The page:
Supportive Care in Cancer

, Volume 19, Issue 9, pp 1465–1469

What kind of cancer information do Internet users need?

Authors

  • Juhee Cho
    • Cancer Education CenterSamsung Medical Center
    • Department of Health, Behavior and SocietyJohns Hopkins Bloomberg School of Public Health
    • Department of EpidemiologyJohns Hopkins Bloomberg School of Public Health
  • Hang-In Noh
    • Cancer Information and Education Branch, Division of Cancer Control, National Cancer Control InstituteNational Cancer Center
  • Myung Hwa Ha
    • Department of Preventive MedicineNational Cancer Center
  • Se Na Kang
    • Cancer Information and Education Branch, Division of Cancer Control, National Cancer Control InstituteNational Cancer Center
  • Jin-young Choi
    • Hospice and Palliative Care Branch, Division of Cancer Policy and ManagementNational Cancer Center
    • Cancer Information and Education Branch, Division of Cancer Control, National Cancer Control InstituteNational Cancer Center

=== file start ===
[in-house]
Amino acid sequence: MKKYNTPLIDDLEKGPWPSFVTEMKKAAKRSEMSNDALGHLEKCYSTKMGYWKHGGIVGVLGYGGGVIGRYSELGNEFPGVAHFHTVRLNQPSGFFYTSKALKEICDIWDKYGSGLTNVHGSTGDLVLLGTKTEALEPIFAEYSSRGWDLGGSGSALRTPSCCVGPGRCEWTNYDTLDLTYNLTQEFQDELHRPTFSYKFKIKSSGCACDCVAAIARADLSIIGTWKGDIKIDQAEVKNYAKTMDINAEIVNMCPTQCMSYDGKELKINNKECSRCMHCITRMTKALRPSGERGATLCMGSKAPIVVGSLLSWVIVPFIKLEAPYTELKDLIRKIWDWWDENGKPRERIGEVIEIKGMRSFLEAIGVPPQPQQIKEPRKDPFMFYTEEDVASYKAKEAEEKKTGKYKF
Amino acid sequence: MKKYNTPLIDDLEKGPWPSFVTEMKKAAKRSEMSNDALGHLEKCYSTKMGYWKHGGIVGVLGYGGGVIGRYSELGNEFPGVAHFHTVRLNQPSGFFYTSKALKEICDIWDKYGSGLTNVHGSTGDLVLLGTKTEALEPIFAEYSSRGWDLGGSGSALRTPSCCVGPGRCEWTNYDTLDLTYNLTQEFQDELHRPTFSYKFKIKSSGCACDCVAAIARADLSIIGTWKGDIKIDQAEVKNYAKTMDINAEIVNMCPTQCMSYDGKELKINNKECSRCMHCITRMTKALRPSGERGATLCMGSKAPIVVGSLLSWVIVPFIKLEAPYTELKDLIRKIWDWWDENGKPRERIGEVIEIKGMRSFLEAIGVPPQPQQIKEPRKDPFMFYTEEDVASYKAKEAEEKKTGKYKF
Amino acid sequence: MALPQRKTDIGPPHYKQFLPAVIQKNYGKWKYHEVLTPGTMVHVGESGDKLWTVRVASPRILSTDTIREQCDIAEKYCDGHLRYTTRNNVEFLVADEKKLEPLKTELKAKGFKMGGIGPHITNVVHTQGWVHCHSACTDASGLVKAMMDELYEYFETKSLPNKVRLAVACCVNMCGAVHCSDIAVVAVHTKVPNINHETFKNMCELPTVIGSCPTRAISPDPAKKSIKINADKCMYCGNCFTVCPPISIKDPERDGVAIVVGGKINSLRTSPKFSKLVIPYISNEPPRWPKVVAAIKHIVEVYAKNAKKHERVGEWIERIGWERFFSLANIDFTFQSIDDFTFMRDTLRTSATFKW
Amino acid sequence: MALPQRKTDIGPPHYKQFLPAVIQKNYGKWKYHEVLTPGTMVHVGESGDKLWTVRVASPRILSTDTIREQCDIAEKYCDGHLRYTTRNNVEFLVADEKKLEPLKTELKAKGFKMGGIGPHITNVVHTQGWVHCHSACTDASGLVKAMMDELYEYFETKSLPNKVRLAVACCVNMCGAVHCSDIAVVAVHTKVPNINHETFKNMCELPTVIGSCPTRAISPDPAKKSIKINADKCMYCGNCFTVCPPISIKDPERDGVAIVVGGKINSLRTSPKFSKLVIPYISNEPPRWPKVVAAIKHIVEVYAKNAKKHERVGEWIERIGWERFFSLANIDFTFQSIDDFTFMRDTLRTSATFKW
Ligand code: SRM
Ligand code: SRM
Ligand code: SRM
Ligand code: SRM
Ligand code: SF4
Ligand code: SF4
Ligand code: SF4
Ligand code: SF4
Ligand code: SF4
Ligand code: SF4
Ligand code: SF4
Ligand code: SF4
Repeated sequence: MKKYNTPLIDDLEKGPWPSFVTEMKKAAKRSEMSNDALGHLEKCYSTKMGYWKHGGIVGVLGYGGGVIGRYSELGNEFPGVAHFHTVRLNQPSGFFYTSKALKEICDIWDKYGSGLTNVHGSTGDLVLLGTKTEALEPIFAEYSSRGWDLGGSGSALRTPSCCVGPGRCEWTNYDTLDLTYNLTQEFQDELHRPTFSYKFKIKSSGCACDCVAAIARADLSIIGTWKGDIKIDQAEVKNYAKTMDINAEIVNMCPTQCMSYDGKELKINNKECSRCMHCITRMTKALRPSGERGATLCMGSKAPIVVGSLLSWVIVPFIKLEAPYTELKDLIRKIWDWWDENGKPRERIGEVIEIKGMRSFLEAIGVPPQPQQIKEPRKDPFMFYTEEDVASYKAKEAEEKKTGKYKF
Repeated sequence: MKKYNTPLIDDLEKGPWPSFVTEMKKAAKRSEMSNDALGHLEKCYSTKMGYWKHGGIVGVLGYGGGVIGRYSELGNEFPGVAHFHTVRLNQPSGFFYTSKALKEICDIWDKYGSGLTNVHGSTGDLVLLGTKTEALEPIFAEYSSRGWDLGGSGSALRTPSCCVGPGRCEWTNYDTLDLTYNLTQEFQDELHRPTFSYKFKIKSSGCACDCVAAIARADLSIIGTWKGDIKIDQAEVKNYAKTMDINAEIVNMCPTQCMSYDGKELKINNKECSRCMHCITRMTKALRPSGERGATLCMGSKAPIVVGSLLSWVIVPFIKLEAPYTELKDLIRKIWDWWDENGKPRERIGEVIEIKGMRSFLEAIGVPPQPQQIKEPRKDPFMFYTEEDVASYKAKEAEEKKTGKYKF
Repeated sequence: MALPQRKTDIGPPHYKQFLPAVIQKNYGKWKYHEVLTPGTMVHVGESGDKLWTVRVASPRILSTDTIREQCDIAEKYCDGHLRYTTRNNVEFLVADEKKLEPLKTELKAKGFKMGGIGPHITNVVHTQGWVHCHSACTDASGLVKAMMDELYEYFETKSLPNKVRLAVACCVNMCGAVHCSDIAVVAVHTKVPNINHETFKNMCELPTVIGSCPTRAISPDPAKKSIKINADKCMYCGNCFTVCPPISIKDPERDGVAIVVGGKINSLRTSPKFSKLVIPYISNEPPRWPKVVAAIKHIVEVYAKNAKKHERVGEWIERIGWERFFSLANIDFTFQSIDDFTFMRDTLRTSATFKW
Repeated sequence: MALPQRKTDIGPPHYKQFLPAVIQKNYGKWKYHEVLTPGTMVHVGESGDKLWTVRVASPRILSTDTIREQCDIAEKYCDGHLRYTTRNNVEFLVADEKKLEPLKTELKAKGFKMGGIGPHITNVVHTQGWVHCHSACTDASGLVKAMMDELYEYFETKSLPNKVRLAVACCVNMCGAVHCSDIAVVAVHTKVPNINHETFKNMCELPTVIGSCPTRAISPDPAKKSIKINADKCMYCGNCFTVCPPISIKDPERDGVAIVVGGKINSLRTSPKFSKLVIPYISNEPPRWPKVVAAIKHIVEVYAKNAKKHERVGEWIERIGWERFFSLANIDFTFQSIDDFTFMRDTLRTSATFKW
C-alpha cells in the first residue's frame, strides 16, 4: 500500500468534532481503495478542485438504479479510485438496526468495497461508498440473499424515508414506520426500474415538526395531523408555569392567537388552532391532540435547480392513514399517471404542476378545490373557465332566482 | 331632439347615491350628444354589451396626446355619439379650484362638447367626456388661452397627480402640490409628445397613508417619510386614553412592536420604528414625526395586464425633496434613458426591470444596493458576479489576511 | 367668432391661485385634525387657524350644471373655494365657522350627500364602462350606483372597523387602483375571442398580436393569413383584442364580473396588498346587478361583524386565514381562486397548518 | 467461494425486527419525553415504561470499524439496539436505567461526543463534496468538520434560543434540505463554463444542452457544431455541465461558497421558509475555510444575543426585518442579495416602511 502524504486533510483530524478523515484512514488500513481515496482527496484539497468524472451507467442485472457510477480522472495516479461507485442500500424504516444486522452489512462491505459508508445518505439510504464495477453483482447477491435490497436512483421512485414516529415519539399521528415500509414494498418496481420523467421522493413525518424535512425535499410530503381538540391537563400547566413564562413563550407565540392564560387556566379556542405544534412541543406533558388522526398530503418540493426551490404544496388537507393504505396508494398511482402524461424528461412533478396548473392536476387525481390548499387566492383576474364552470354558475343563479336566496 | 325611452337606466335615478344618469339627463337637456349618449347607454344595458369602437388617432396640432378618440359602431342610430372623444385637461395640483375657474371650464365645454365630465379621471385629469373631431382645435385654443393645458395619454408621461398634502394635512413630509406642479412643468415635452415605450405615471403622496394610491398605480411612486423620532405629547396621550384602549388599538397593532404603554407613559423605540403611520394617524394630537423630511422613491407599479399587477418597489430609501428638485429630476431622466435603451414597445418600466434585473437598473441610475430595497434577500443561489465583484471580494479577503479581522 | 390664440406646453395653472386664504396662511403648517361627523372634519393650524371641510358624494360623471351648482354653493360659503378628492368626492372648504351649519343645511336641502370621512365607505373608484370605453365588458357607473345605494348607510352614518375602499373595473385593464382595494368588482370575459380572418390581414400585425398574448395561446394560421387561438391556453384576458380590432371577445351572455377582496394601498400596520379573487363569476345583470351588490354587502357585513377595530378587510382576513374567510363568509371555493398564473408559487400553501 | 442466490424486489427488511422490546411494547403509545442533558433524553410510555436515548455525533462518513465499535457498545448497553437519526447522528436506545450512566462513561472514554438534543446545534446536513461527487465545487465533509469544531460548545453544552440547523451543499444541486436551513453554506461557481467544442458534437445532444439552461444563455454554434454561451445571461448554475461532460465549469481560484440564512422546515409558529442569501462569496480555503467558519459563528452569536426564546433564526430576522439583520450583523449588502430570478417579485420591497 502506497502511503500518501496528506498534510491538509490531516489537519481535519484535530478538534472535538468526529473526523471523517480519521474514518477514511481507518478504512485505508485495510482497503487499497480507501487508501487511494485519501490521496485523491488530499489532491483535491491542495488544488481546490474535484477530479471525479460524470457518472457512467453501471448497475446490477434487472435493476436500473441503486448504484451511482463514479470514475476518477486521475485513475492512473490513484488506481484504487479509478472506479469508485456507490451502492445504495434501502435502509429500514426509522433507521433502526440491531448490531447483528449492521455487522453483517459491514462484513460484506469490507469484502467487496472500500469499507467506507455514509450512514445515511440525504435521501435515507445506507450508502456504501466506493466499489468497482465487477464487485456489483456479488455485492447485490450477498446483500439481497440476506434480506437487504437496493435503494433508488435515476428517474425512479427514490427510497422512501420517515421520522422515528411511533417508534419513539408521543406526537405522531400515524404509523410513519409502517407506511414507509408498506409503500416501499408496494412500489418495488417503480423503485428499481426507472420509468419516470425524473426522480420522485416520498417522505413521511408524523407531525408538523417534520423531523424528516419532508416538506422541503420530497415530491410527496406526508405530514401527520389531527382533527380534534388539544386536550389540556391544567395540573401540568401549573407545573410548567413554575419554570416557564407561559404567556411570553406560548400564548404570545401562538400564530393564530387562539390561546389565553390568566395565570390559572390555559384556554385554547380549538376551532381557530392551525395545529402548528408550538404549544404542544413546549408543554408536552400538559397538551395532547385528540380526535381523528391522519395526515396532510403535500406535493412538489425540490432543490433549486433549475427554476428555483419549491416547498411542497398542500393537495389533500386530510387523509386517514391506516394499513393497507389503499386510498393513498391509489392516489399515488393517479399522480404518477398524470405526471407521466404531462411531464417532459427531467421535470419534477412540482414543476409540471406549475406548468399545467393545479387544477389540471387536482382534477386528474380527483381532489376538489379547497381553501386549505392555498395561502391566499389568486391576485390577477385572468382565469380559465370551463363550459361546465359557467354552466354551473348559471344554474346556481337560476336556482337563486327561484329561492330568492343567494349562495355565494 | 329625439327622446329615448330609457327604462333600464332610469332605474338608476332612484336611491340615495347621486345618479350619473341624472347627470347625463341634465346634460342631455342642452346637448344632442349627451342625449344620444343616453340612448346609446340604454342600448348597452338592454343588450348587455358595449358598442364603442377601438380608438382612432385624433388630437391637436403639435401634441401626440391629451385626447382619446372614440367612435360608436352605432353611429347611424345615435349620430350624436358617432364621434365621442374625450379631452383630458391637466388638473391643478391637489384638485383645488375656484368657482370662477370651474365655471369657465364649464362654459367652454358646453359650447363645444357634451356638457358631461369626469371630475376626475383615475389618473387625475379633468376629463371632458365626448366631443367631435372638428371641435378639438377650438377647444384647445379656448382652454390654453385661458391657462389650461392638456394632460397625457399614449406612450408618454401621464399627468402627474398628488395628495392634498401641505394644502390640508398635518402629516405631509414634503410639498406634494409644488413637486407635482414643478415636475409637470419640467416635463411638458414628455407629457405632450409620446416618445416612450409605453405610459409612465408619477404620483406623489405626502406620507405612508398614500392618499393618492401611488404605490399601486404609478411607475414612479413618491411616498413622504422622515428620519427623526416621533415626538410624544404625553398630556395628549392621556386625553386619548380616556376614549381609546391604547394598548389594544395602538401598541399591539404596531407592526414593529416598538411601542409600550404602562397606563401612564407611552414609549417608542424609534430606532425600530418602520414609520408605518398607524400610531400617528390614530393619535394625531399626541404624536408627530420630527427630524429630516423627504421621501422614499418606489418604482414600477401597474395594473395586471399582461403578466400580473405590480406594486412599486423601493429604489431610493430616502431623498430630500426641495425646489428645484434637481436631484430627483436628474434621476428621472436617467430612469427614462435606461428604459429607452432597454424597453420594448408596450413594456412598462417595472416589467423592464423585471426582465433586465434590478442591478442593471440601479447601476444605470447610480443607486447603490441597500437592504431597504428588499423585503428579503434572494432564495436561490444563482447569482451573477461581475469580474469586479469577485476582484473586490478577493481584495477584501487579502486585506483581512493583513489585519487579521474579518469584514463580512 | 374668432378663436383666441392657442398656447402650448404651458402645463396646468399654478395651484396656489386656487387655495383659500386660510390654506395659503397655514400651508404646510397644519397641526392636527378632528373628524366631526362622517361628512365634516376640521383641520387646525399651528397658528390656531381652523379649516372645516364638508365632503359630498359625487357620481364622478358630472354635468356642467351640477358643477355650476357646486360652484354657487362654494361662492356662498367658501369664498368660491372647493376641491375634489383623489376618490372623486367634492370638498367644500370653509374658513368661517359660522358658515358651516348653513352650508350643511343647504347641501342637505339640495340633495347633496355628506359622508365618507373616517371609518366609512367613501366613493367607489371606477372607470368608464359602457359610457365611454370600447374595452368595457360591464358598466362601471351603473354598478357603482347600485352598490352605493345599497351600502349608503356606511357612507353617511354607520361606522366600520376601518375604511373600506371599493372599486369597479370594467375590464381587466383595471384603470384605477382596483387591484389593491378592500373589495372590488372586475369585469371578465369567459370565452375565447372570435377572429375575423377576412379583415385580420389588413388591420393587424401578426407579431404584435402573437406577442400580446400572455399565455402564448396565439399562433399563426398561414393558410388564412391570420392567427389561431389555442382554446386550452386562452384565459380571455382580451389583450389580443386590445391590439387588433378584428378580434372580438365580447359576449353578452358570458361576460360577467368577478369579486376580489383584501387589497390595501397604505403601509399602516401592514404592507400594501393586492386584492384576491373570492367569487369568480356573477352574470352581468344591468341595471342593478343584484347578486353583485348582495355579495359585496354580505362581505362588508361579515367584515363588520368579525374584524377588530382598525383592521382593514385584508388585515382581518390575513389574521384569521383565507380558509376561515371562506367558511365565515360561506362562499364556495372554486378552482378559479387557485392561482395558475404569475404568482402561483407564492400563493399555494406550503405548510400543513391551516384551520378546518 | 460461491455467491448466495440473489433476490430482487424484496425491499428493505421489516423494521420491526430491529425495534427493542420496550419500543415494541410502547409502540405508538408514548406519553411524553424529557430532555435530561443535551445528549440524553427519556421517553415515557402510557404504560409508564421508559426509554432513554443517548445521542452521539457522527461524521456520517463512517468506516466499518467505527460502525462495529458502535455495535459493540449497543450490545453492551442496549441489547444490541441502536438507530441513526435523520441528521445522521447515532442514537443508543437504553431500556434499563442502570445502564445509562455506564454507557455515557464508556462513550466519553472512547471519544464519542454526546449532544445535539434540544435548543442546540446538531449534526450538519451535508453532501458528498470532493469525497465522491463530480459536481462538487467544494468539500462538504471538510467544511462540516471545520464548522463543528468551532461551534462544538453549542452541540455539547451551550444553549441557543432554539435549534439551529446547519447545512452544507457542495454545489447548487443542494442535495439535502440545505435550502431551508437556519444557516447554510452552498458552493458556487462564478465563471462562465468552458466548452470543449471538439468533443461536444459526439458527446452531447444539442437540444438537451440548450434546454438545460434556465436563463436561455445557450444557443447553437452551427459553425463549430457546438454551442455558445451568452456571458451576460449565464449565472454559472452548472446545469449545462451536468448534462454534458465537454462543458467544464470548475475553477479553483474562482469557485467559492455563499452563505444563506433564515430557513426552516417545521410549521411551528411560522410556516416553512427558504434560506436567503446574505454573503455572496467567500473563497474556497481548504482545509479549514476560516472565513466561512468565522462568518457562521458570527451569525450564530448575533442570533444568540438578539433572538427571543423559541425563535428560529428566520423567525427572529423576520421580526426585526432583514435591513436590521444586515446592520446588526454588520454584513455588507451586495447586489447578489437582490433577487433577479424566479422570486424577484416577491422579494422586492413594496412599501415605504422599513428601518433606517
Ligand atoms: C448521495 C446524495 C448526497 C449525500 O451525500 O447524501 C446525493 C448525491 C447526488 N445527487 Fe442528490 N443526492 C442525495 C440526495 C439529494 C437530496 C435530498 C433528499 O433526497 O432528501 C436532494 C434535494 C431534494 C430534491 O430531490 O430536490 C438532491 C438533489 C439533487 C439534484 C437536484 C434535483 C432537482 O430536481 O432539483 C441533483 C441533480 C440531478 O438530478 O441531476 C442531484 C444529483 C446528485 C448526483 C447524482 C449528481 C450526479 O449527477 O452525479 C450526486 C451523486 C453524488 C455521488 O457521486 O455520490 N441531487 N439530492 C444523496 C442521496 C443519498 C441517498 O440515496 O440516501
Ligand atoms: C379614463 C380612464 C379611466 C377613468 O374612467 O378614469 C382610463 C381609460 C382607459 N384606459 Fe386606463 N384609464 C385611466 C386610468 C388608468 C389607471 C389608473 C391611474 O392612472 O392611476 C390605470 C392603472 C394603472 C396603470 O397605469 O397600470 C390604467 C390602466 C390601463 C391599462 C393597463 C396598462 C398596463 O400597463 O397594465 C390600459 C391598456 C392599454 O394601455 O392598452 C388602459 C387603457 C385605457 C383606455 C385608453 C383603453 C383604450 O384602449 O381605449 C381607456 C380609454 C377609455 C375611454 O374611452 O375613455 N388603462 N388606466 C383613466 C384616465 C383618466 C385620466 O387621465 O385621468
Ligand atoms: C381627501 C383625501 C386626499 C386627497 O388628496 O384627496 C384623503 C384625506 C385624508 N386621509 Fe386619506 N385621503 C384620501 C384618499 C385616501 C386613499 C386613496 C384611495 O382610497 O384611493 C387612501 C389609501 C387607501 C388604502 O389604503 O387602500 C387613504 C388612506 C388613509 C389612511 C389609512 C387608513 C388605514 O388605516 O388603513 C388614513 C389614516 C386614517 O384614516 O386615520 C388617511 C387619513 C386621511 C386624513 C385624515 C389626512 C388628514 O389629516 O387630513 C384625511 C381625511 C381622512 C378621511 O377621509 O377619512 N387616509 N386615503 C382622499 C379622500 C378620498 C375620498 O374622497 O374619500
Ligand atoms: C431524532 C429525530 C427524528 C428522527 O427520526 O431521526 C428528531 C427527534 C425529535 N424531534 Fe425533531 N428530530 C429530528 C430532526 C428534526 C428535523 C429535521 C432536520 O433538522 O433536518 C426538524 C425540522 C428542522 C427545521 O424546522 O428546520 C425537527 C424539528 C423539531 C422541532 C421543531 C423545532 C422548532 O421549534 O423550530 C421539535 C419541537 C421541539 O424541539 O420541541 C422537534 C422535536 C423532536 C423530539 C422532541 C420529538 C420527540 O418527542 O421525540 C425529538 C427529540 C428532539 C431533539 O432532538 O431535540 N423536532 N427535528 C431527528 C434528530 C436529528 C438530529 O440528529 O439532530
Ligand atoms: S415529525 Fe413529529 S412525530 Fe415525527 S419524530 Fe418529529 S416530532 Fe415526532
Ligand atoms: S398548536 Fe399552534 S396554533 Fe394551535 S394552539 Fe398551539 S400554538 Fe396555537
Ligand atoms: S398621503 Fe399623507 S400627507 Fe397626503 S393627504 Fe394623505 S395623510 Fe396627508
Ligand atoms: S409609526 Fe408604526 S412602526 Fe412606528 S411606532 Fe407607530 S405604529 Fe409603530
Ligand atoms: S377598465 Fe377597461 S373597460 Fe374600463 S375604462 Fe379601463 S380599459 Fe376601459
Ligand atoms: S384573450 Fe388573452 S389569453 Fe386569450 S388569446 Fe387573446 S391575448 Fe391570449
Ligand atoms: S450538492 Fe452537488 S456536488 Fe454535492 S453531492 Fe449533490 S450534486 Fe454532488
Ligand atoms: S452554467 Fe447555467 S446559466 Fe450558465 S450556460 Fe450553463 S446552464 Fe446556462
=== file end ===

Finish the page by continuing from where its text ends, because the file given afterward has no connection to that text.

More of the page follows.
Short Communication

DOI: 10.1007/s00520-010-1057-9

Cite this article as:
Cho, J., Noh, H., Ha, M.H. et al. Support Care Cancer (2011) 19: 1465. doi:10.1007/s00520-010-1057-9

Abstract

Purpose

The Internet becomes one of the most effective communication media in healthcare. This study aimed to evaluate the cancer information sources and the needs of various types of Internet users.

Methods

We conducted a survey on the National Cancer Information Center website from April 2007 to December 2007. Of the 170,746 visitors, 507 responded to the survey, and the data were analyzed according to self-identified user types.

Results

The participants identified themselves as patients (17%), caregivers (32%), healthcare professionals (21%), or general public (30%). Different user groups looked for different cancer information. Totally, 72.1% patients and 82% caregivers wanted the information about treatment, and 71.3% of healthcare professionals and 88.2% of the general public wanted the information related to ‘prevention & diagnosis.’ Healthcare professionals had a higher need for “statistics & research” information compared to other Internet user groups. The Internet was reported as the most common source of cancer information for all user groups.

Conclusions

The type of cancer information needed and the usefulness of the information acquired on the Internet varied among the different types of user groups, suggesting that Web-based cancer information should be tailored to each type of user.

Keywords

Cancer information Information need Information source Internet

Copyright information

© Springer-Verlag 2011